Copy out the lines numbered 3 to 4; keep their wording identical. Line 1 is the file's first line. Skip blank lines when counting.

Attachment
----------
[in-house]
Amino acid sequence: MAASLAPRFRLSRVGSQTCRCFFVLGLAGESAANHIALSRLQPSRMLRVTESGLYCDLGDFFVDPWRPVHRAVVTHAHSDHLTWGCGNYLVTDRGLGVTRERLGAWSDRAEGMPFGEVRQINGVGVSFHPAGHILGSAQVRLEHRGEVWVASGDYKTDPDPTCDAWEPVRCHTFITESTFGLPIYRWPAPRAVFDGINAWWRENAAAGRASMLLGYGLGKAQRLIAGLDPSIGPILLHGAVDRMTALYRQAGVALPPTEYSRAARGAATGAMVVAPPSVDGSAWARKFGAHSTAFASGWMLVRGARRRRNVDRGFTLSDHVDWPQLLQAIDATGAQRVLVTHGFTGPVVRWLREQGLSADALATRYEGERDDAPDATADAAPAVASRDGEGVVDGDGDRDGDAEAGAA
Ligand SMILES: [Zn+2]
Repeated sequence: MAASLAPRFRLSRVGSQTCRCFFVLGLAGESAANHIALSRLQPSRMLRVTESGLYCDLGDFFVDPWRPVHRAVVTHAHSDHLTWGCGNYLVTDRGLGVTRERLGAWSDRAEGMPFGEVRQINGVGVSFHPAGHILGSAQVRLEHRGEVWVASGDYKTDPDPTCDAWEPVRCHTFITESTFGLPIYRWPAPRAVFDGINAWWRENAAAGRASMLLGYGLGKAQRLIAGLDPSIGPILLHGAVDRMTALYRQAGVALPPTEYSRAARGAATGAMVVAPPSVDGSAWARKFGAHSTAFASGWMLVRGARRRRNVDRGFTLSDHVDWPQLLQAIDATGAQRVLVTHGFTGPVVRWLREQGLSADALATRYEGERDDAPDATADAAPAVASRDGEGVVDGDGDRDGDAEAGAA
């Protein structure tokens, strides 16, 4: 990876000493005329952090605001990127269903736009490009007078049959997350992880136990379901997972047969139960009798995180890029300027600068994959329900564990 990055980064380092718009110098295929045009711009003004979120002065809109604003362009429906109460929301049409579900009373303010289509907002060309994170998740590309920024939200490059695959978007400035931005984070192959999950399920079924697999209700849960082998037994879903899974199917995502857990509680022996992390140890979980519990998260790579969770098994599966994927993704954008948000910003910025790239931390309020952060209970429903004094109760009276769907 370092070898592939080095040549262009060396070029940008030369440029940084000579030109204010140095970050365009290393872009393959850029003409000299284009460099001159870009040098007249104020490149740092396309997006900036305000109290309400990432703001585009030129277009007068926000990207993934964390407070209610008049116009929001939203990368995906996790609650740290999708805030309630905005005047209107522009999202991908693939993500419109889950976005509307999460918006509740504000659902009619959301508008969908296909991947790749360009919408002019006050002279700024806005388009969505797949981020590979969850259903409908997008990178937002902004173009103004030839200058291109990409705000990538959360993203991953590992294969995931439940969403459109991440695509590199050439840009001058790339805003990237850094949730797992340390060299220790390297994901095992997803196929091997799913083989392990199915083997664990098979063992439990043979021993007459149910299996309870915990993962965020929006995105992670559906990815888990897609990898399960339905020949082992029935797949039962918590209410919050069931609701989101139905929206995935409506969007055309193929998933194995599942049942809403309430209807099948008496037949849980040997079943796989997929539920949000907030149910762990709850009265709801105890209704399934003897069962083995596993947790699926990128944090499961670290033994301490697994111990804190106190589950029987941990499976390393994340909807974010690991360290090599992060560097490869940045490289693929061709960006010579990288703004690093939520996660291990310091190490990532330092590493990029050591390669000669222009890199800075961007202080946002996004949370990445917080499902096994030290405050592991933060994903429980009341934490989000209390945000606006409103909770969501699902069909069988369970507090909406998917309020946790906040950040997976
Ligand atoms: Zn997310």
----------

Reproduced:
Ligand SMILES: [Zn+2]
Repeated sequence: MAASLAPRFRLSRVGSQTCRCFFVLGLAGESAANHIALSRLQPSRMLRVTESGLYCDLGDFFVDPWRPVHRAVVTHAHSDHLTWGCGNYLVTDRGLGVTRERLGAWSDRAEGMPFGEVRQINGVGVSFHPAGHILGSAQVRLEHRGEVWVASGDYKTDPDPTCDAWEPVRCHTFITESTFGLPIYRWPAPRAVFDGINAWWRENAAAGRASMLLGYGLGKAQRLIAGLDPSIGPILLHGAVDRMTALYRQAGVALPPTEYSRAARGAATGAMVVAPPSVDGSAWARKFGAHSTAFASGWMLVRGARRRRNVDRGFTLSDHVDWPQLLQAIDATGAQRVLVTHGFTGPVVRWLREQGLSADALATRYEGERDDAPDATADAAPAVASRDGEGVVDGDGDRDGDAEAGAA